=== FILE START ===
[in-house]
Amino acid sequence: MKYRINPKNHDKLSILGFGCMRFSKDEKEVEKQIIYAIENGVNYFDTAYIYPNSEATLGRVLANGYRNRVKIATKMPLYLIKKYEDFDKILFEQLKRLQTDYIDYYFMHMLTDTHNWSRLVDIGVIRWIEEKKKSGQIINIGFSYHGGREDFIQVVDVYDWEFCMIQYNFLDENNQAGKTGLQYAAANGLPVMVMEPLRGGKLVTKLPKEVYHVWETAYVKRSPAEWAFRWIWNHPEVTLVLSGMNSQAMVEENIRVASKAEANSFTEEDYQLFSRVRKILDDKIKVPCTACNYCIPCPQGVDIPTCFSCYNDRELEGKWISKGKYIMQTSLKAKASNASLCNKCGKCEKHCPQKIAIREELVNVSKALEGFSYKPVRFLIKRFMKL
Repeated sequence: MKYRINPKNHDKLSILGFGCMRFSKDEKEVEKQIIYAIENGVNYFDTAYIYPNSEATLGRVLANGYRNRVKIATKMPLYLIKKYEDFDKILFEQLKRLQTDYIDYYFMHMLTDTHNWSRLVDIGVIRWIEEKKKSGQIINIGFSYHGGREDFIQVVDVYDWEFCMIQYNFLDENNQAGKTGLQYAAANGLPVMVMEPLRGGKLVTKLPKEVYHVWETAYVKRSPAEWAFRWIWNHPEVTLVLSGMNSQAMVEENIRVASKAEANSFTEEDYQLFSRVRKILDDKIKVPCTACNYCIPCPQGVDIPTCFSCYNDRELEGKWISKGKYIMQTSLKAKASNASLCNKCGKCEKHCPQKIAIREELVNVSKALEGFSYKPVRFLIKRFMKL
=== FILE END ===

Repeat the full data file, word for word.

[in-house]
Amino acid sequence: MKYRINPKNHDKLSILGFGCMRFSKDEKEVEKQIIYAIENGVNYFDTAYIYPNSEATLGRVLANGYRNRVKIATKMPLYLIKKYEDFDKILFEQLKRLQTDYIDYYFMHMLTDTHNWSRLVDIGVIRWIEEKKKSGQIINIGFSYHGGREDFIQVVDVYDWEFCMIQYNFLDENNQAGKTGLQYAAANGLPVMVMEPLRGGKLVTKLPKEVYHVWETAYVKRSPAEWAFRWIWNHPEVTLVLSGMNSQAMVEENIRVASKAEANSFTEEDYQLFSRVRKILDDKIKVPCTACNYCIPCPQGVDIPTCFSCYNDRELEGKWISKGKYIMQTSLKAKASNASLCNKCGKCEKHCPQKIAIREELVNVSKALEGFSYKPVRFLIKRFMKL
Repeated sequence: MKYRINPKNHDKLSILGFGCMRFSKDEKEVEKQIIYAIENGVNYFDTAYIYPNSEATLGRVLANGYRNRVKIATKMPLYLIKKYEDFDKILFEQLKRLQTDYIDYYFMHMLTDTHNWSRLVDIGVIRWIEEKKKSGQIINIGFSYHGGREDFIQVVDVYDWEFCMIQYNFLDENNQAGKTGLQYAAANGLPVMVMEPLRGGKLVTKLPKEVYHVWETAYVKRSPAEWAFRWIWNHPEVTLVLSGMNSQAMVEENIRVASKAEANSFTEEDYQLFSRVRKILDDKIKVPCTACNYCIPCPQGVDIPTCFSCYNDRELEGKWISKGKYIMQTSLKAKASNASLCNKCGKCEKHCPQKIAIREELVNVSKALEGFSYKPVRFLIKRFMKL